Even though medication is considered the most effective therapy for opioid addiction, many Americans who need it don’t receive it, a new study finds.
“Evidence supporting the effectiveness of medication for opioid use disorder — such as methadone, buprenorphine or naltrexone — is unequivocal, but most people who needed [opioid addiction] treatment in the U.S. did not receive this gold standard treatment,” said study lead author Pia Mauro. She is an assistant professor of epidemiology at Columbia University Mailman School of Public Health, in New York City.
The United States is in the midst of an opioid crisis, with scores of Americans dependent on narcotic pain relievers, including heroin and synthetic opioids.
For the study, Mauro’s team analyzed 2019 national survey data on teens and adults who could benefit from medication for opioid addiction. All met criteria for a past-year opioid addiction, reported past-year medication for opioid addiction or received past-year specialty treatment for opioid use.
People who were institutionalized and homeless people who weren’t in shelters weren’t included in the study.
The analysis showed that only 28% of teens and adults with opioid addiction received medication, 15% received services without medication, and 57% received no treatment.
Youth aged 12 to 17 did not receive medication in the past year, and only 13% of adults 50 and older received medication. Among adults, the likelihood of receiving medication compared to no treatment was lower for those 50 and older than for those aged 18 to 25.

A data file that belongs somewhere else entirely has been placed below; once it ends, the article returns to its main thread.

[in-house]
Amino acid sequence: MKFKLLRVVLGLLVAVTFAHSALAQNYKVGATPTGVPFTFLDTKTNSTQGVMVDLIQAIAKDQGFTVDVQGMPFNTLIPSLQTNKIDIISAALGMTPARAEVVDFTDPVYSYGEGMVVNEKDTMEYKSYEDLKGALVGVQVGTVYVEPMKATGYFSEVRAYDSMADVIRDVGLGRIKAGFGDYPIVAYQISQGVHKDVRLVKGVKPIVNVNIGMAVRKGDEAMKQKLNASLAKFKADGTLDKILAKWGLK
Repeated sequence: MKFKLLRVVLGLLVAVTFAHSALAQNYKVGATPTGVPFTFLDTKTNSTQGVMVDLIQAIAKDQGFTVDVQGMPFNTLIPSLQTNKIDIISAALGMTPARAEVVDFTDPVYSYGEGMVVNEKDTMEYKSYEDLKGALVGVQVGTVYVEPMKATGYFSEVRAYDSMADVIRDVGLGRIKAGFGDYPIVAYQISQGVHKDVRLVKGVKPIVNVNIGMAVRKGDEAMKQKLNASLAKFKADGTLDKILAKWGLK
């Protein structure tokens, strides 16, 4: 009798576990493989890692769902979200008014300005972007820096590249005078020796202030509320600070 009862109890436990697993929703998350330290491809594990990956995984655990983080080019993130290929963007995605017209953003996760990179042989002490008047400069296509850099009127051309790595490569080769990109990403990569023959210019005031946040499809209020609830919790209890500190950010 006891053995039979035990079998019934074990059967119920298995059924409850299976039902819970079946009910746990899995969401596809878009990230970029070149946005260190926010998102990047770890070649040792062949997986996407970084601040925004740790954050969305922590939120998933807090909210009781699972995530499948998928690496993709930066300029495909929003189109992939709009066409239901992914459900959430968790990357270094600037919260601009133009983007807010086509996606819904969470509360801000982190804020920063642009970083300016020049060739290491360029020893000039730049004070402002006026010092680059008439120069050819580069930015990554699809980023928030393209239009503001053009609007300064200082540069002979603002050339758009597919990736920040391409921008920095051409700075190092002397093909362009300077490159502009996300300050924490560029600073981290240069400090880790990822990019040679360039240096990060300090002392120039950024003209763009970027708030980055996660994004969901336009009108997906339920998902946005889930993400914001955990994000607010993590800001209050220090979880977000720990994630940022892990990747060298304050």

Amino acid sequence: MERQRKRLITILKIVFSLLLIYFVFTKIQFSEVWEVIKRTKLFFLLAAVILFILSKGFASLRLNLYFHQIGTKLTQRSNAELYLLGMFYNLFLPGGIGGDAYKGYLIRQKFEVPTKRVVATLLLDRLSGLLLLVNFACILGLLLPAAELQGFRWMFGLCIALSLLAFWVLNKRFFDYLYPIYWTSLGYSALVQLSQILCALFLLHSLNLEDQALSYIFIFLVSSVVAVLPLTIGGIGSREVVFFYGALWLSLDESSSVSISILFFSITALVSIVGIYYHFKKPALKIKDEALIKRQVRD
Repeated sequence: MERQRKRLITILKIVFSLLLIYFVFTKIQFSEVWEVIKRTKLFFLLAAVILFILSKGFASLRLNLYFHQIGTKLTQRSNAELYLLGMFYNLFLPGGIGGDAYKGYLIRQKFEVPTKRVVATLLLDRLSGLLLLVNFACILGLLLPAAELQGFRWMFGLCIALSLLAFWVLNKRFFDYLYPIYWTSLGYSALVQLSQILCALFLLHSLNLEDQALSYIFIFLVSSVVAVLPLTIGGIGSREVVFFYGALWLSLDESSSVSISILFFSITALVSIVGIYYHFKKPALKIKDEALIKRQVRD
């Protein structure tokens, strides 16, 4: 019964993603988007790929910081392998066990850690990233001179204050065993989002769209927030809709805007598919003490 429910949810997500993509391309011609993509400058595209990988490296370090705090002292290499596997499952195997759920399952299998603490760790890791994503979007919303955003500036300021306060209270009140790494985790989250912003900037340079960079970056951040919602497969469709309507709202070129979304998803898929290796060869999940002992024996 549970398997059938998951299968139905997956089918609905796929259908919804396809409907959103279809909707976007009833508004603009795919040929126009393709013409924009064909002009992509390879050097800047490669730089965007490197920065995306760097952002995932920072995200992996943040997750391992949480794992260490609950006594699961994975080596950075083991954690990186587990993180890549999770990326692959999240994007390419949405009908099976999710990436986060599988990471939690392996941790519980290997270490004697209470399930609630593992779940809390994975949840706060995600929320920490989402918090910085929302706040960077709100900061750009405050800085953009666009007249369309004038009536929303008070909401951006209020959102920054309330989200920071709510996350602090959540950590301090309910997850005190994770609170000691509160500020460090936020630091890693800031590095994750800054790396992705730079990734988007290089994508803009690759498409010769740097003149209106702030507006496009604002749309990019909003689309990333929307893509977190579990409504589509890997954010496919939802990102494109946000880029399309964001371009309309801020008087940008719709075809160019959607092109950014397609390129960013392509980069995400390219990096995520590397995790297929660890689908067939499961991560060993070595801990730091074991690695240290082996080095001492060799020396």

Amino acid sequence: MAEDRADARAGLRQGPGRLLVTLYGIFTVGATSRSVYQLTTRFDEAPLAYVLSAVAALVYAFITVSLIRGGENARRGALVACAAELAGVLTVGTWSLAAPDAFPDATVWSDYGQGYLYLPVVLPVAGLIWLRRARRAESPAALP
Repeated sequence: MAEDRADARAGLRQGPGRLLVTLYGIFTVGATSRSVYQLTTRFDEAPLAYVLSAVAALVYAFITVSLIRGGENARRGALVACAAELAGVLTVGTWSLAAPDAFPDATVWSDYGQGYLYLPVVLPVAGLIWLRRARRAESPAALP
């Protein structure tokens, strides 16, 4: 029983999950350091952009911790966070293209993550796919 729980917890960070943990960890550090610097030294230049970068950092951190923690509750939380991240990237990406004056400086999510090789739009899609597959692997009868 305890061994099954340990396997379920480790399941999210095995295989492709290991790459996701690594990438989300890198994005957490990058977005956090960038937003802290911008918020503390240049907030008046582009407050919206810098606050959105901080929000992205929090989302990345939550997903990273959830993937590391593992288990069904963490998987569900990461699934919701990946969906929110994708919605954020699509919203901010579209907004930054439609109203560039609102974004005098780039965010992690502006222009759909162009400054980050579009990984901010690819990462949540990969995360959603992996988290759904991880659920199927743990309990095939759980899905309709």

Race made a difference, too. Nearly one-third of white individuals received medication, compared with about 20% of Black and multiracial people, and 15% of Hispanics. On the other hand, similar percentages of each racial and ethnic group received non-medication services.
Rates of treatment with medication were lower among women, more likely among adults with at least some college education, and less likely in small cities than in large cities, the findings showed.
The study was published online March 23 in JAMA Network Open.
“Our nationally representative research revealed critical gaps in treatment engagement and use of medication for opioid use disorder. Increased efforts to address barriers to care are critically needed,” Mauro said in a school news release.
Since 2020, Medicaid has been required to cover all three U.S. Food and Drug Administration-approved medications for opioid addiction.
Policies that expand Medicaid coverage for these medications could potentially increase access to effective treatment in the publicly insured population, said study co-author Hillary Samples, an assistant professor at Rutgers School of Public Health in New Jersey.
For more on medications to treat opioid addiction, visit the U.S. National Institute on Drug Abuse.